Capacity on the Asia-Europe trade lanes could fluctuate by 20,000teu a week over the next three months, because operators are deploying different sizes of vessels on the same services.
 
Analysts at SeaIntel Maritime say the variation in vessel capacity could be large enough to affect supply and demand, and might also make it difficult to assess the impact of the container lines’ programme of General Rate Increases (GRIs).
 
More GRIs were announced last week, but the European component of the Shanghai Containerised Freight Index (SCFI) – a key indicator of Asia-Europe container prices – fell 6% on Friday.
 
Commenting on the capacity fluctuation, Lars Jensen of SeaIntel Maritime, said the variation was equivalent to the rapid phasing in, or out, of two super-post-panamax strings.

He added: “We have found that 22 [Asia-Europe] services have periods where the capacity on offer changes by more than 1,000teu from one week to the next – either up or down – while seven services exhibit capacity swings in excess of 3,000teu.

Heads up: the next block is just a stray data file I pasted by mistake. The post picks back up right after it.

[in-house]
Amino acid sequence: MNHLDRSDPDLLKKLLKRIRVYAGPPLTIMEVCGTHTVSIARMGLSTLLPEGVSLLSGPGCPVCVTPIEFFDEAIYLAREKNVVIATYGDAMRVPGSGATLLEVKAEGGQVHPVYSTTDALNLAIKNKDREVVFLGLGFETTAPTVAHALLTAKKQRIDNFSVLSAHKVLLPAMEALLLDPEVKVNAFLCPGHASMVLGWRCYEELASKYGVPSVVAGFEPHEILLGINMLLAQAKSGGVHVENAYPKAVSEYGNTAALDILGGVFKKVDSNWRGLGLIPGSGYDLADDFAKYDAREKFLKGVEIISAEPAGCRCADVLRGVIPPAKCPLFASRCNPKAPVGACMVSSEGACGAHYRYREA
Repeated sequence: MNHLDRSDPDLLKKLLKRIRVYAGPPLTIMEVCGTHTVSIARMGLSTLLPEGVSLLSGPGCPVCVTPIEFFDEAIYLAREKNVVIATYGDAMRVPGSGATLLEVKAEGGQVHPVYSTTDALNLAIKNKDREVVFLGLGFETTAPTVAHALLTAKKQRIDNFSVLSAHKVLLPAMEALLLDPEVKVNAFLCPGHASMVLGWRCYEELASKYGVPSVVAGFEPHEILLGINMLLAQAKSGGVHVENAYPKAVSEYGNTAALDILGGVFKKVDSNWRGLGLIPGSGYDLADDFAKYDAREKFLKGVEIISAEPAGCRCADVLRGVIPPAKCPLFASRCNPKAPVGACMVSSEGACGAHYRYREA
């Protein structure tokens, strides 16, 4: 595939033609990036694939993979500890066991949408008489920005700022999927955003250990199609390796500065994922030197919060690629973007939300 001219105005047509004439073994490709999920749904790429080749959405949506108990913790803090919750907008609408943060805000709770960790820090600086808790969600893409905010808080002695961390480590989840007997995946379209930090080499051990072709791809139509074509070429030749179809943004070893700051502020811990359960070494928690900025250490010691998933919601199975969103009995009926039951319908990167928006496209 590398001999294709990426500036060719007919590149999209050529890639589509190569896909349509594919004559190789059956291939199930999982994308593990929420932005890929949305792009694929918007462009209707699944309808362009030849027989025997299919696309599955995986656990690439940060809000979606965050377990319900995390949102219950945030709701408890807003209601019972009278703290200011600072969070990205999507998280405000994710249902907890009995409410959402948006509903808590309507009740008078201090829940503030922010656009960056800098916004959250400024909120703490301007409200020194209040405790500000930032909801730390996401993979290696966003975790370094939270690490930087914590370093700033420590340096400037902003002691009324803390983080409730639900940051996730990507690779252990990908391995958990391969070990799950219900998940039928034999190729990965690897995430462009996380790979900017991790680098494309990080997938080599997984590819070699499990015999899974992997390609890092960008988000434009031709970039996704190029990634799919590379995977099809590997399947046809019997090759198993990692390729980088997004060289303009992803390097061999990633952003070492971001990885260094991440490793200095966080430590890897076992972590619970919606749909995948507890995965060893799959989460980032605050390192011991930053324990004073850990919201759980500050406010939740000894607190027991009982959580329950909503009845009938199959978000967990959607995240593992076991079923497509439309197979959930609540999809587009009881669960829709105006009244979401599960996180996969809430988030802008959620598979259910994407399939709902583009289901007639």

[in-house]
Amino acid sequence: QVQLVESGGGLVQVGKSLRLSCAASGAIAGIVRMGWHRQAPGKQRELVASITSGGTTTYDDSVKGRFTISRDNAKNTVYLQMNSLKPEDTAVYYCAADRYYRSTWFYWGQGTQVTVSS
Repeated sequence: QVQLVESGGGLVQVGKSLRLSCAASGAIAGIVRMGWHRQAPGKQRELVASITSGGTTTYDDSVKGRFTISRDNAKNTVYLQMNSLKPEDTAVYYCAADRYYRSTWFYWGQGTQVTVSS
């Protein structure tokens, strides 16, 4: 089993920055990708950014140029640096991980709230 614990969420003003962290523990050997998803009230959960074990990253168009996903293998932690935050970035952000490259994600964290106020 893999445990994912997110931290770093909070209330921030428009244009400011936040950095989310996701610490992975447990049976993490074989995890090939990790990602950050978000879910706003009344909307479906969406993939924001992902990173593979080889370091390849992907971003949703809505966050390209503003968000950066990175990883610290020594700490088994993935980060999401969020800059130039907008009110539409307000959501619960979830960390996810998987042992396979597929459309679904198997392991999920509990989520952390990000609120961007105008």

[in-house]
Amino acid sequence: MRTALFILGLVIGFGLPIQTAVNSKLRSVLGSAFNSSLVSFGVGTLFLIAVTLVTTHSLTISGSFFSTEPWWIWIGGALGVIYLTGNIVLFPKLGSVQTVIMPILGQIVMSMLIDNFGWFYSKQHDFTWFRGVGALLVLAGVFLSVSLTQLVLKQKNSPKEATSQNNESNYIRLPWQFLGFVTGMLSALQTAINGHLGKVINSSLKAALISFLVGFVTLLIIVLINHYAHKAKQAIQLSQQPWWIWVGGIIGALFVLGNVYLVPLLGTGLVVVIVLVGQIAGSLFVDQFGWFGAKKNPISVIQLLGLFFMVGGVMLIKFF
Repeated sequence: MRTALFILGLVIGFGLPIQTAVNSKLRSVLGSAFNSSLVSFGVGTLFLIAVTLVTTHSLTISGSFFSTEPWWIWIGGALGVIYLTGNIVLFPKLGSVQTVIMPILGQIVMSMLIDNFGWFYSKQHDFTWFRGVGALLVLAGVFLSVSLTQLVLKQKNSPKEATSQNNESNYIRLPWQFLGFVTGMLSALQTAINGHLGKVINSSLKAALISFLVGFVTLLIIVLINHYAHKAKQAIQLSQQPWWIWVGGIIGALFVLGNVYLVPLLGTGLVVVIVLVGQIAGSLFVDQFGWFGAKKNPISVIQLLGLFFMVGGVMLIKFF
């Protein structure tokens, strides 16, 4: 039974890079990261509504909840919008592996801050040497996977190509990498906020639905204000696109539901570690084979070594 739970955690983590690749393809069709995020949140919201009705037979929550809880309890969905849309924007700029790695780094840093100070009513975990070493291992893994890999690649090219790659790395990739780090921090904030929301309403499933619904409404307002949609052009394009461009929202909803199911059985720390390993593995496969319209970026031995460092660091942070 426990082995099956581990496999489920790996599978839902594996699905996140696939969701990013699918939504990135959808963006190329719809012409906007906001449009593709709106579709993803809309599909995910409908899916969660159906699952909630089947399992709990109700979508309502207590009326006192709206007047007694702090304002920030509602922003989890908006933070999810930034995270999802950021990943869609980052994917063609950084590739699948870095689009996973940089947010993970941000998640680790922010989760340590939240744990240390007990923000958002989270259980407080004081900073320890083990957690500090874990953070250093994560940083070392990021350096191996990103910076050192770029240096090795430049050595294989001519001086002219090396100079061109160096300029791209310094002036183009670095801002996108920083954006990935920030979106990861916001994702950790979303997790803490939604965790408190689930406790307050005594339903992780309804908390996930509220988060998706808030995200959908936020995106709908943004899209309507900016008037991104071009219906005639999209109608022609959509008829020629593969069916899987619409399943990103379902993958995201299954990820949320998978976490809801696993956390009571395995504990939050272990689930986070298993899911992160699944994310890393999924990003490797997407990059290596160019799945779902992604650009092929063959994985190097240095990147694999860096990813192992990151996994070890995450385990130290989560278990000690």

“These swings are of a sufficient size to directly impact the supply-demand balance in any given week – either in a positive or negative direction.

“This, in turn, means that if capacity becomes tight one week it cannot be taken as a sign of a stronger overall market. Conversely it is not possible to conclude that one week of poor vessel utilisation is an indication of an overall weakening of the market.
 
“For carriers and shippers alike, these swings will only serve to further complicate the game currently ongoing in terms of newly announced rate increases.”
 
The container lines, which lost billions of dollars last year and many of which are reporting further losses in Q1 2012, are struggling to lift rates to a profitable level against a backdrop of excess capacity.

Recent rounds of GRIs have found significant traction, but many market participants remain doubtful that rate increases will hold in the long term.
 
Container rate derivatives broker David Barnes, of Clarkson Securities, said: “Given that the SCFI Europe route showed such a strong decline this week, there is clear evidence of the still mismatched supply-demand fundamentals on this trade lane and the need to alter the balance to bring longevity to higher freight prices.”
 
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